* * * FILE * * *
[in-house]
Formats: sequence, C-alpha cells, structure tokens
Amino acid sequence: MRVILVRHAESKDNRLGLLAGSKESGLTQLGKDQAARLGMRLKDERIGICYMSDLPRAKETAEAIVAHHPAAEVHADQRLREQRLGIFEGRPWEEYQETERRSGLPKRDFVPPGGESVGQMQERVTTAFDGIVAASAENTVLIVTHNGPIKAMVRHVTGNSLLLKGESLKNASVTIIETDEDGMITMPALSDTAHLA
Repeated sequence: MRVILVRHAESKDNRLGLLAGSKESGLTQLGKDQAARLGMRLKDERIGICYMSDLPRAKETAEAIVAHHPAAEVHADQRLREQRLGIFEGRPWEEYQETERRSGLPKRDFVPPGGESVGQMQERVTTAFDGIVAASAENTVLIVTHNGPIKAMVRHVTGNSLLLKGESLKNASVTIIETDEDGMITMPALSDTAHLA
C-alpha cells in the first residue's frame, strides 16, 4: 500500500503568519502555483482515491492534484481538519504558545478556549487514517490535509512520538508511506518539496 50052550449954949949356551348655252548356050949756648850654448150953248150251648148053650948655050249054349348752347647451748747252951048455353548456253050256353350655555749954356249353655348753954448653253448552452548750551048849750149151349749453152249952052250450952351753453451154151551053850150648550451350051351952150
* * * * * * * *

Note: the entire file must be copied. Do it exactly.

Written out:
[in-house]
Formats: sequence, C-alpha cells, structure tokens
Amino acid sequence: MRVILVRHAESKDNRLGLLAGSKESGLTQLGKDQAARLGMRLKDERIGICYMSDLPRAKETAEAIVAHHPAAEVHADQRLREQRLGIFEGRPWEEYQETERRSGLPKRDFVPPGGESVGQMQERVTTAFDGIVAASAENTVLIVTHNGPIKAMVRHVTGNSLLLKGESLKNASVTIIETDEDGMITMPALSDTAHLA
Repeated sequence: MRVILVRHAESKDNRLGLLAGSKESGLTQLGKDQAARLGMRLKDERIGICYMSDLPRAKETAEAIVAHHPAAEVHADQRLREQRLGIFEGRPWEEYQETERRSGLPKRDFVPPGGESVGQMQERVTTAFDGIVAASAENTVLIVTHNGPIKAMVRHVTGNSLLLKGESLKNASVTIIETDEDGMITMPALSDTAHLA
C-alpha cells in the first residue's frame, strides 16, 4: 500500500503568519502555483482515491492534484481538519504558545478556549487514517490535509512520538508511506518539496 50052550449954949949356551348655252548356050949756648850654448150953248150251648148053650948655050249054349348752347647451748747252951048455353548456253050256353350655555749954356249353655348753954448653253448552452548750551048849750149151349749453152249952052250450952351753453451154151551053850150648550451350051351952150